2020 Toyota Land Cruiser first drive review: Built for adventure – CNET

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2020 Toyota Land Cruiser first drive review: Built for adventure


The Toyota
 is firmly embedded in the off-road cultural zeitgeist. Since it first graced our shores in 1958, it’s been a perennial favorite of go-anywhere adventure-seekers, and while the Land Cruiser has indeed grown more luxurious in its current, sixth-gen form, it’s still every bit as capable when the going gets tough.

For the 2020 model year, the biggest news on the Land Cruiser front is this new Heritage Edition model, which features some welcome additions and deletes. For starters, the Cruiser’s third row of seats has been removed to increase cargo space, which now swells from 16.1 cubic feet to 53.5 — perfect for a travel fridge or large cooler.

Outside, the Land Cruiser’s side steps have been removed for better ground clearance, and the chrome lower body side moldings have been nixed because, let’s face it, they’re just going to get scratched to hell anyway. A Yakima Megawarrior roof basket comes standard on the Heritage Edition, and I totally dig the bronze, 18-inch, forged aluminum wheels from BBS. A vintage Land Cruiser badge on the D-pillar rounds out the slightly updated look.

The 18-inch BBS wheels look great on the Land Cruiser.


Toyota

No, none of these upgrades are mechanical, but the Land Cruiser still packs plenty of brawn. Its stout, 5.7-liter V8 engine knocks out 381 horsepower and 401 pound-feet of torque. Mated to an eight-speed automatic transmission, the engine gets the job done with minimal fuss, even if it’s not the most sophisticated powertrain out there. Lots of low-end torque combined with full-time four-wheel drive and a locking center differential means the Land Cruiser can make quick work of steep, rocky hills. The 285/60-series Dunlop AT23 Grandtrek tires help with off-road traction, as well.

In addition to its strong, simple powerplant, the Land Cruiser has a two-speed transfer case with a terrain management system to better navigate rocks, dirt, mud and sand. The Toyota’s ladder frame makes it super strong and tough as nails, and skid plates protect all the important bits, like the front suspension, radiator, gas tank and transfer case. I especially like the Off-Road Turn Assist feature, which brakes a rear wheel and pivots this big SUV around a tight corner. Super cool.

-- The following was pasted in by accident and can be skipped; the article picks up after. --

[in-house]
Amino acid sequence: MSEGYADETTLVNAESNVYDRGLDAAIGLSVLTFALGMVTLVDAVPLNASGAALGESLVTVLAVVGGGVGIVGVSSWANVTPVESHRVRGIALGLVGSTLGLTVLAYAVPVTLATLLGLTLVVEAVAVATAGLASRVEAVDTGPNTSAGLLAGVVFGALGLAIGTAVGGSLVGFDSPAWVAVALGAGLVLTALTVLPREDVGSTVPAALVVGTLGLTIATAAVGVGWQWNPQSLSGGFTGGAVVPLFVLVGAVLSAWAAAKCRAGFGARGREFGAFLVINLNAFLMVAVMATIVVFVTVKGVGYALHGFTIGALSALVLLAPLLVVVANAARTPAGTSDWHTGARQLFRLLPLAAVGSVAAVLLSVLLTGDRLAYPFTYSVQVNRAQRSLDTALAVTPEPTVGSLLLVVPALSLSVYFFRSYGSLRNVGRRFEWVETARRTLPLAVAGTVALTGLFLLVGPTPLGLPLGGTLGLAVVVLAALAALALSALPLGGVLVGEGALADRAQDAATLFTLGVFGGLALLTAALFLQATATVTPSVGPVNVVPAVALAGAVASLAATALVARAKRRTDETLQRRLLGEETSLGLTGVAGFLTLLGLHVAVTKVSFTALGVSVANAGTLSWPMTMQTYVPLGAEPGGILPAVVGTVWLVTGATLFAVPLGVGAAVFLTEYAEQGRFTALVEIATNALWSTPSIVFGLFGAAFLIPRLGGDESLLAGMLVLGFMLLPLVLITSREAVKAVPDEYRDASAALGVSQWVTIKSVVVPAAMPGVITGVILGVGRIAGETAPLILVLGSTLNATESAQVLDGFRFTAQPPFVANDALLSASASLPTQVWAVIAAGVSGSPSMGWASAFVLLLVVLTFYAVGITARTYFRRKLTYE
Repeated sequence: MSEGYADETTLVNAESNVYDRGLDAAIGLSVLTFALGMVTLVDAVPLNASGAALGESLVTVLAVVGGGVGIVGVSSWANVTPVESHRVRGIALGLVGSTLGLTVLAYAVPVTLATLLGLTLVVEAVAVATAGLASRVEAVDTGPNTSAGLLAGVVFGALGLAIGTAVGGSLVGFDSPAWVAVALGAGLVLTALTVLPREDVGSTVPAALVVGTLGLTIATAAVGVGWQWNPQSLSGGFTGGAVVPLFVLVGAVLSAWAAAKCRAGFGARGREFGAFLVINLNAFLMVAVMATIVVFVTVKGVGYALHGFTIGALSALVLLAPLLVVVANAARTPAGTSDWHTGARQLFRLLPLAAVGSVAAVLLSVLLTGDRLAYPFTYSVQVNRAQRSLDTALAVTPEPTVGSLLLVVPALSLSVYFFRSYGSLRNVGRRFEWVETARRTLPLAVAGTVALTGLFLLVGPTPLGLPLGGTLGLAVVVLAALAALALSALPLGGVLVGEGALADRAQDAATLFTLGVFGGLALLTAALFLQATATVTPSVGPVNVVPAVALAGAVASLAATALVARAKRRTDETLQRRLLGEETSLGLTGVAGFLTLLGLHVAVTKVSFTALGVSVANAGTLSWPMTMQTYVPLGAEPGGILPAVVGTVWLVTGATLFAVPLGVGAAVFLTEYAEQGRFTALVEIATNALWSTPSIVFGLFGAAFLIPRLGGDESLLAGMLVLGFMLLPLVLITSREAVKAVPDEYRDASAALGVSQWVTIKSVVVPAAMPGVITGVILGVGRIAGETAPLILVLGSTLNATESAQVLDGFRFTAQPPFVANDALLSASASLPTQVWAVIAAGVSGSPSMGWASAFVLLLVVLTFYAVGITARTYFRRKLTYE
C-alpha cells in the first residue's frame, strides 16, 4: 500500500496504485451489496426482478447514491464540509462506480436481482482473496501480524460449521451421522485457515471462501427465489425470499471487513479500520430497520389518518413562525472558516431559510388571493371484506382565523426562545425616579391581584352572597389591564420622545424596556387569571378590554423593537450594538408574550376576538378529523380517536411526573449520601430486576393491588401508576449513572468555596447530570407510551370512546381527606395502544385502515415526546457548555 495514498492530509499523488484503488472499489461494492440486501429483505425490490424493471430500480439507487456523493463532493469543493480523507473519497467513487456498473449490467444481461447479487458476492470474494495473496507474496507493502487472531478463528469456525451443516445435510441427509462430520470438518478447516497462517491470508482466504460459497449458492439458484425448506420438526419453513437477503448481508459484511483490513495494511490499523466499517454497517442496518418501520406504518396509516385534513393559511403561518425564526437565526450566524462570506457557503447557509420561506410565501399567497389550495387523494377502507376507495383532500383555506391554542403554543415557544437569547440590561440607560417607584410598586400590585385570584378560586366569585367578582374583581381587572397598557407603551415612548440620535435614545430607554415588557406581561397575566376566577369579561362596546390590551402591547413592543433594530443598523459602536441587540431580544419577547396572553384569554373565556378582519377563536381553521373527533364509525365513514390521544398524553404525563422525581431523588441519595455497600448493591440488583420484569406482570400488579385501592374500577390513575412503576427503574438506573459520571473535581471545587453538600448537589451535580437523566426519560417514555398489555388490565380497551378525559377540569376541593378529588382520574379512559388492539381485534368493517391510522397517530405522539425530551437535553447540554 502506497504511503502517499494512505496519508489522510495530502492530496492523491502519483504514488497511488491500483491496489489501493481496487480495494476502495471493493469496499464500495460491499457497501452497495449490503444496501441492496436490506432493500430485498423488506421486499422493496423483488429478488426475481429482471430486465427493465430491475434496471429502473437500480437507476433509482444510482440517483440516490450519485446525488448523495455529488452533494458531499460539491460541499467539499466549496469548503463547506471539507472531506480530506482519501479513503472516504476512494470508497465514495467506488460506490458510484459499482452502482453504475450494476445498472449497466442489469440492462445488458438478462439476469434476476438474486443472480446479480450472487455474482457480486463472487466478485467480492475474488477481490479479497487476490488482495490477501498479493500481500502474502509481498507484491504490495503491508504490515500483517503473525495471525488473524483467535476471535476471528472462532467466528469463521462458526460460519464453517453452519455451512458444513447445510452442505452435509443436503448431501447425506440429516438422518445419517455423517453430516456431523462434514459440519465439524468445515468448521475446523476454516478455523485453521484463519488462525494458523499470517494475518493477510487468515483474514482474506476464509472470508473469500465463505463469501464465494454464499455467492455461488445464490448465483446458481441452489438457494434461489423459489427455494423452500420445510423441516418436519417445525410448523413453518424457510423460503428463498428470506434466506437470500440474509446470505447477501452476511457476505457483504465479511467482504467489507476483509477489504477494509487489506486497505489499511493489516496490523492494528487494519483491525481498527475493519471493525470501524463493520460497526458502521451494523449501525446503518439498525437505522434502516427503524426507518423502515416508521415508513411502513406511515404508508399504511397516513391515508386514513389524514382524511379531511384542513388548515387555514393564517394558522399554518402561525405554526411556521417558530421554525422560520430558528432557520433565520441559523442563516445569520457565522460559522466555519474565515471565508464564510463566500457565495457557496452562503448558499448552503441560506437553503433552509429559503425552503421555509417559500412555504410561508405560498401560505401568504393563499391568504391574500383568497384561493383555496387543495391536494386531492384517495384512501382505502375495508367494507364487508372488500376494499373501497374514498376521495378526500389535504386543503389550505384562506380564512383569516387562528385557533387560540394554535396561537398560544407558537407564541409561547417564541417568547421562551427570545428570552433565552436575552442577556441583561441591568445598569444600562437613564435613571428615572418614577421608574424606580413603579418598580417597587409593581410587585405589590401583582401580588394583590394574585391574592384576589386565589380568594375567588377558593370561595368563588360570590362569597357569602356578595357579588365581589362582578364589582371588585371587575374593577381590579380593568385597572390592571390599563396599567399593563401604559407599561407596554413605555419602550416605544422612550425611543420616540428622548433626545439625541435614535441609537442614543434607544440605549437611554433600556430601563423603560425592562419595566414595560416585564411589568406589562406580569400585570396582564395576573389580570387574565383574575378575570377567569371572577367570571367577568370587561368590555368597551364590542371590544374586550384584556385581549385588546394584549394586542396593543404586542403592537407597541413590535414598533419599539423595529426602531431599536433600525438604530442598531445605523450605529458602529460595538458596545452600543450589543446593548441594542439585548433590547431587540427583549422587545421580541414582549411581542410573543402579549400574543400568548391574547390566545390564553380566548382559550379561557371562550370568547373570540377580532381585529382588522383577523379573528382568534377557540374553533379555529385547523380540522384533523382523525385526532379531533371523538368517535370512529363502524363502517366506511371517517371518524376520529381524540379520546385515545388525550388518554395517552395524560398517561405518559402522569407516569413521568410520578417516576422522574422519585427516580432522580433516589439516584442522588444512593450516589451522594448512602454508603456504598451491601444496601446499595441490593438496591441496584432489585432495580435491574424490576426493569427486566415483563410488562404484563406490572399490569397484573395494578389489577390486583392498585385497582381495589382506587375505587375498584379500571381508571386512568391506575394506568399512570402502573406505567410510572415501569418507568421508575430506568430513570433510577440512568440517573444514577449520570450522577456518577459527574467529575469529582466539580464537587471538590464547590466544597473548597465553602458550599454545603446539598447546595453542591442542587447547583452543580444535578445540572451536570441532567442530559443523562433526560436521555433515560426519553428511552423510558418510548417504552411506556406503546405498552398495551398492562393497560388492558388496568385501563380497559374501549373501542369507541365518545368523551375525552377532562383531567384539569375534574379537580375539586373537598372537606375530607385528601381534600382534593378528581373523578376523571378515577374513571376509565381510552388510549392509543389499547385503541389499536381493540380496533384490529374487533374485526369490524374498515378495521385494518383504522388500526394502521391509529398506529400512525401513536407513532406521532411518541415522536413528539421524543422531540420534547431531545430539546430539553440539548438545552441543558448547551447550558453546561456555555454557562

On pavement, the Land Cruiser soaks up highway miles with ease. The steering is relatively precise and a bit heavy, and while it’s not exactly graceful, the Land Cruiser isn’t nearly as roly-poly as you might think, given its size and shape. Should you want to tow, the Land Cruiser can pull 8,100 pounds thanks to its standard towing package.

Up or down, the Land Cruiser handles it easily.


Toyota

Still, in many areas, it’s painfully obvious that the Land Cruiser hasn’t had a real update in more than 10 years. The interior design is functional, and nicely appointed with heated and cooled leather seats, as well as a heated steering wheel. But the infotainment screen has poor resolution, and the cabin lacks USB ports and power outlets. The 9-inch touchscreen runs laggy Entune software, and don’t even get me started on the lack of both Android Auto and Apple CarPlay.

The good news is that Toyota’s Safety Sense P suite of driver-assistance tech is standard. Yes, the Land Cruiser may only have one USB port, but at least it comes with lane-departure warning, adaptive cruise control, blind-spot monitoring and rear cross-traffic alert, all of which make commuting a little less stressful.

That said, all of this comes at quite a price. There’s no other way to say it, friends: the Land Cruiser is really spendy. The standard 2020 Land Cruiser starts at $85,315, and the Heritage Edition ups that MSRP to $87,645, excluding $1,325 for delivery. That’s a tough price to justify when you’re competing with things like the Land Rover Range Rover Sport. For my money, I’d probably get the smaller (but every bit as capable) 4Runner TRD Pro and spend the nearly $40,000 in savings on some kick-ass off-road upgrades. But that’s just me.

As for the Land Cruiser’s traditional competition, you’re looking at SUVs like the Infiniti QX80 and Lincoln Navigator not to mention the Toyota’s fraternal twin, the Lexus LX 570. The Lincoln offers the best all-around luxury and on-road manners, but if heading off the beaten path is your top priority, nothing will handle it quite like the stalwart Land Cruiser.


Editors’ note: Travel costs related to this story were covered by the manufacturer, which is common in the auto industry. The judgments and opinions of Roadshow’s staff are our own and we do not accept paid editorial content.



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